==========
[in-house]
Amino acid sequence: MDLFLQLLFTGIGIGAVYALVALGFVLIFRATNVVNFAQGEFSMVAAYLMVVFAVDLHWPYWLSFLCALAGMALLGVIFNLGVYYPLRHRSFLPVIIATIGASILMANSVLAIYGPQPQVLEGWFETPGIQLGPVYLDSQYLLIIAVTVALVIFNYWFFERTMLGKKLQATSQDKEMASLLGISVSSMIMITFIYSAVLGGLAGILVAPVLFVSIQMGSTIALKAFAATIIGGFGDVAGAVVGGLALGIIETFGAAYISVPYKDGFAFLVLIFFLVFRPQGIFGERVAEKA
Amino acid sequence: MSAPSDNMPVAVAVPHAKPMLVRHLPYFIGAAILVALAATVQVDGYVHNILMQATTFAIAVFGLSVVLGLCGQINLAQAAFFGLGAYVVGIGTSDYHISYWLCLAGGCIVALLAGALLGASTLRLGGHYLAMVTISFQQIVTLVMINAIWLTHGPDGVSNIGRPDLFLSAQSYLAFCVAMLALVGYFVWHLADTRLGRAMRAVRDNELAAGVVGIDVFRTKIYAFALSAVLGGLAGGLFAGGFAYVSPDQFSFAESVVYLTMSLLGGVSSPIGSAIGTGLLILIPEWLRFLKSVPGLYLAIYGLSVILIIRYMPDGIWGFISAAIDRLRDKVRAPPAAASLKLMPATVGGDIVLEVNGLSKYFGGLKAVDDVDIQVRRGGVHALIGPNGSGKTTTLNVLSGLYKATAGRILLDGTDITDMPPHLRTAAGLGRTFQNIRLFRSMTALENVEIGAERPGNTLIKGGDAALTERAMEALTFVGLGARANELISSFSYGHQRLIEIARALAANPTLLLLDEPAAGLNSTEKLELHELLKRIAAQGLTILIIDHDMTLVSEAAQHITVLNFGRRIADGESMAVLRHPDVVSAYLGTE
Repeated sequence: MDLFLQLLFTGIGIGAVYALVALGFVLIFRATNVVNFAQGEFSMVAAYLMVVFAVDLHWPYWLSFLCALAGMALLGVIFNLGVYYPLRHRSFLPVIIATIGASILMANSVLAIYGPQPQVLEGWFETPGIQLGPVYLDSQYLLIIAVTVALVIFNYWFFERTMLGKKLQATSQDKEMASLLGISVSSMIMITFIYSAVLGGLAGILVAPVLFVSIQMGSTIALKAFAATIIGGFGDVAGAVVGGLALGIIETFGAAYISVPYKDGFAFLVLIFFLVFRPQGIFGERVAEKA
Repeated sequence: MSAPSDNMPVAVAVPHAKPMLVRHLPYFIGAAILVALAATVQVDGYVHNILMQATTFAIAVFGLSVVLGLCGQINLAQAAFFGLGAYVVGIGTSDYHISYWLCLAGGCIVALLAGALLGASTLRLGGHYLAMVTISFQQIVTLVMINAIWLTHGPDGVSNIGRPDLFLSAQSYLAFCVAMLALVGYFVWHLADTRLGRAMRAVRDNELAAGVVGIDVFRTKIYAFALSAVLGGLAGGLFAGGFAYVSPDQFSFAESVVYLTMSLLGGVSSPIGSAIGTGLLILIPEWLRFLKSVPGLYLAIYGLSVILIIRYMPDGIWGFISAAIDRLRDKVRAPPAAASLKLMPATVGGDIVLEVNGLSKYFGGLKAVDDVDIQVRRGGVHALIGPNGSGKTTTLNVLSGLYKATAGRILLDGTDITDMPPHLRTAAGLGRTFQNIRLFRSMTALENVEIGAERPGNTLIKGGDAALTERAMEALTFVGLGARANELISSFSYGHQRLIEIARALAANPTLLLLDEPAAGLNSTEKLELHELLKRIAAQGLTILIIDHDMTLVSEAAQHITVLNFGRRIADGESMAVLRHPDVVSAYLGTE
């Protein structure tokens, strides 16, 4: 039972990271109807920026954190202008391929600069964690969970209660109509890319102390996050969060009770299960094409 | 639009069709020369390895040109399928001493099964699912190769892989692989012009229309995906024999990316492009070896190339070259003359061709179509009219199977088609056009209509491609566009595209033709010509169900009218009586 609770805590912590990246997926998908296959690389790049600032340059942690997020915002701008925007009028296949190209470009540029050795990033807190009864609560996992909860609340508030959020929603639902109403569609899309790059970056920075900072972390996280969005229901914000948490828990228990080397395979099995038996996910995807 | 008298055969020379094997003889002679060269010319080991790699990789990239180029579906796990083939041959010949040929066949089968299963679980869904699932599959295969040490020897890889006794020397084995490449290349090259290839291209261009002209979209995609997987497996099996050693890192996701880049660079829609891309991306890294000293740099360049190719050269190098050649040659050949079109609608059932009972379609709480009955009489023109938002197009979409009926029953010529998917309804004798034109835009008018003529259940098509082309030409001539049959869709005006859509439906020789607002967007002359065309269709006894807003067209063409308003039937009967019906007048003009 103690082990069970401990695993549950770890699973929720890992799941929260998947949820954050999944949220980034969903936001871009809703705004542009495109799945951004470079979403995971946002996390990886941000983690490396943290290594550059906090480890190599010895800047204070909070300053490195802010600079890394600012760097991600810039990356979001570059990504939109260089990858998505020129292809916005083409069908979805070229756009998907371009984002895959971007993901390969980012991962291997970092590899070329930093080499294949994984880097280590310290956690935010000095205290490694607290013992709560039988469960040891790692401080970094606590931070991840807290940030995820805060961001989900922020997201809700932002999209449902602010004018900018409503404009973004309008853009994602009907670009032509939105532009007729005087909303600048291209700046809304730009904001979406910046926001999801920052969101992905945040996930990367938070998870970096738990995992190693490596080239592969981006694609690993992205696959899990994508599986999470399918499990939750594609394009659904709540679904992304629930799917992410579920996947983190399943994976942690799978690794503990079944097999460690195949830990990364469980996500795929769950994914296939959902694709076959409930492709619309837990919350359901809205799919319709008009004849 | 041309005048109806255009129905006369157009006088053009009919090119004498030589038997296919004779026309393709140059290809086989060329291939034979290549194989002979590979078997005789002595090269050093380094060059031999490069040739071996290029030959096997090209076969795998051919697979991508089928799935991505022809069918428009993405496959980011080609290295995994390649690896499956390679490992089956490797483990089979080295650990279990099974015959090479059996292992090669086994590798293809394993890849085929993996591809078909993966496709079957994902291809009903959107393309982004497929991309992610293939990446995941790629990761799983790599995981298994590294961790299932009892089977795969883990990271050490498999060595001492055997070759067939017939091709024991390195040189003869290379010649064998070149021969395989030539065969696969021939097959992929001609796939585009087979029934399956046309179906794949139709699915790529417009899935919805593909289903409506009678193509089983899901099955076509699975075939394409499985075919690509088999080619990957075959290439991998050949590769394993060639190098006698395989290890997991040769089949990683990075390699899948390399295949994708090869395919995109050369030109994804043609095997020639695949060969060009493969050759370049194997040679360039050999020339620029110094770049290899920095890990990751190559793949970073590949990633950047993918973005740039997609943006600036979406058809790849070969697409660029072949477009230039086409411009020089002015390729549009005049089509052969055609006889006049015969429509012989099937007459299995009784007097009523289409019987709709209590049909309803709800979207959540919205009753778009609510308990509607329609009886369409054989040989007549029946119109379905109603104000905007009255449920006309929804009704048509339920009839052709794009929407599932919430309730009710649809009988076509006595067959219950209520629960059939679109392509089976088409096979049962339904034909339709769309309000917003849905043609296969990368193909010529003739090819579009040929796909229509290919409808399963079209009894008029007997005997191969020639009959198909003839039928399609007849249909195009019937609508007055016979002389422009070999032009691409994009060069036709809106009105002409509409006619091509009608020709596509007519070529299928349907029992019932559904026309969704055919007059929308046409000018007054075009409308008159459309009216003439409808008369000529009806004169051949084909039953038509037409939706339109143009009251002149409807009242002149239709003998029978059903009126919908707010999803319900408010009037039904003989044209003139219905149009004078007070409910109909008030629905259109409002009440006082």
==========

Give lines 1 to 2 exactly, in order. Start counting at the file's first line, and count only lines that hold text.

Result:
[in-house]
Amino acid sequence: MDLFLQLLFTGIGIGAVYALVALGFVLIFRATNVVNFAQGEFSMVAAYLMVVFAVDLHWPYWLSFLCALAGMALLGVIFNLGVYYPLRHRSFLPVIIATIGASILMANSVLAIYGPQPQVLEGWFETPGIQLGPVYLDSQYLLIIAVTVALVIFNYWFFERTMLGKKLQATSQDKEMASLLGISVSSMIMITFIYSAVLGGLAGILVAPVLFVSIQMGSTIALKAFAATIIGGFGDVAGAVVGGLALGIIETFGAAYISVPYKDGFAFLVLIFFLVFRPQGIFGERVAEKA